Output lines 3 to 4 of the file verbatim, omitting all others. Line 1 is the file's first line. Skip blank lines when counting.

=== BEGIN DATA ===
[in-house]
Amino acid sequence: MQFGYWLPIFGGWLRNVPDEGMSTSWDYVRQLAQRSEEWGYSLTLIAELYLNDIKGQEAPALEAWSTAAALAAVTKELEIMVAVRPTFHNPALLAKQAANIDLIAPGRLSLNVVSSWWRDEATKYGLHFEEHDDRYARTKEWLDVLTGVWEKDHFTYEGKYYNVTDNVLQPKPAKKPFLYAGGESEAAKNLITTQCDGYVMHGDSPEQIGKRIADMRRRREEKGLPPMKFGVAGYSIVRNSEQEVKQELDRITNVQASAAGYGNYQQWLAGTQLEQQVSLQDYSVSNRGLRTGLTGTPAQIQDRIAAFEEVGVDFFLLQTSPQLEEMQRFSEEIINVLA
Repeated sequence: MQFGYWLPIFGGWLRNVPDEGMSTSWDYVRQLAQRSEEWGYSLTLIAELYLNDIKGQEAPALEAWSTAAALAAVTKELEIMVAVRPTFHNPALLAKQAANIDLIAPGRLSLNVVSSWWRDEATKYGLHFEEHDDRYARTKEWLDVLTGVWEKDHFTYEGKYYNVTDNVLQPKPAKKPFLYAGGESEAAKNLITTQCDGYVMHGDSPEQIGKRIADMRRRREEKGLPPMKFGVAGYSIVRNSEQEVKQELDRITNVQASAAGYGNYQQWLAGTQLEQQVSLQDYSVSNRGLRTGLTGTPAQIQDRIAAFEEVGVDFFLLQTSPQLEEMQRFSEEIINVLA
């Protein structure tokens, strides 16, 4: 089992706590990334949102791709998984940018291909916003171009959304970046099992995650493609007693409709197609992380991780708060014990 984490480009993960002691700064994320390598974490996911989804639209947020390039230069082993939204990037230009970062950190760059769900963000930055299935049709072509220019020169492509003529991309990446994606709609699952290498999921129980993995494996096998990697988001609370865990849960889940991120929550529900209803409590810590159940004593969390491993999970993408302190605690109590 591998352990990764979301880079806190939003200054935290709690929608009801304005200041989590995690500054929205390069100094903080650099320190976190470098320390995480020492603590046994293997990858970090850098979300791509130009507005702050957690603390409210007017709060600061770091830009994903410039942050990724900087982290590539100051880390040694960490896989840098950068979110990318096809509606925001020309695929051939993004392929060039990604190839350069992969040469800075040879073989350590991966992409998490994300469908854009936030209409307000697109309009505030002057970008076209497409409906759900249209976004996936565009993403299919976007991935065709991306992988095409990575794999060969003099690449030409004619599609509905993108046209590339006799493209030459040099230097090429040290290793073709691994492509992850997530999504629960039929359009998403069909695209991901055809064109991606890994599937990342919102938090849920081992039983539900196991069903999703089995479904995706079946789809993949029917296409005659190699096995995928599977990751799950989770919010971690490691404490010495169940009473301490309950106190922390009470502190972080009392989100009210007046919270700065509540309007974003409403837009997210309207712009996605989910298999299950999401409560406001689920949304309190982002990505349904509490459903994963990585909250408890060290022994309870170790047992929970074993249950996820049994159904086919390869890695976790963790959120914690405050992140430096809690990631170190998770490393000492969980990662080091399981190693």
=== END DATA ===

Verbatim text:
Repeated sequence: MQFGYWLPIFGGWLRNVPDEGMSTSWDYVRQLAQRSEEWGYSLTLIAELYLNDIKGQEAPALEAWSTAAALAAVTKELEIMVAVRPTFHNPALLAKQAANIDLIAPGRLSLNVVSSWWRDEATKYGLHFEEHDDRYARTKEWLDVLTGVWEKDHFTYEGKYYNVTDNVLQPKPAKKPFLYAGGESEAAKNLITTQCDGYVMHGDSPEQIGKRIADMRRRREEKGLPPMKFGVAGYSIVRNSEQEVKQELDRITNVQASAAGYGNYQQWLAGTQLEQQVSLQDYSVSNRGLRTGLTGTPAQIQDRIAAFEEVGVDFFLLQTSPQLEEMQRFSEEIINVLA
């Protein structure tokens, strides 16, 4: 089992706590990334949102791709998984940018291909916003171009959304970046099992995650493609007693409709197609992380991780708060014990 984490480009993960002691700064994320390598974490996911989804639209947020390039230069082993939204990037230009970062950190760059769900963000930055299935049709072509220019020169492509003529991309990446994606709609699952290498999921129980993995494996096998990697988001609370865990849960889940991120929550529900209803409590810590159940004593969390491993999970993408302190605690109590 591998352990990764979301880079806190939003200054935290709690929608009801304005200041989590995690500054929205390069100094903080650099320190976190470098320390995480020492603590046994293997990858970090850098979300791509130009507005702050957690603390409210007017709060600061770091830009994903410039942050990724900087982290590539100051880390040694960490896989840098950068979110990318096809509606925001020309695929051939993004392929060039990604190839350069992969040469800075040879073989350590991966992409998490994300469908854009936030209409307000697109309009505030002057970008076209497409409906759900249209976004996936565009993403299919976007991935065709991306992988095409990575794999060969003099690449030409004619599609509905993108046209590339006799493209030459040099230097090429040290290793073709691994492509992850997530999504629960039929359009998403069909695209991901055809064109991606890994599937990342919102938090849920081992039983539900196991069903999703089995479904995706079946789809993949029917296409005659190699096995995928599977990751799950989770919010971690490691404490010495169940009473301490309950106190922390009470502190972080009392989100009210007046919270700065509540309007974003409403837009997210309207712009996605989910298999299950999401409560406001689920949304309190982002990505349904509490459903994963990585909250408890060290022994309870170790047992929970074993249950996820049994159904086919390869890695976790963790959120914690405050992140430096809690990631170190998770490393000492969980990662080091399981190693």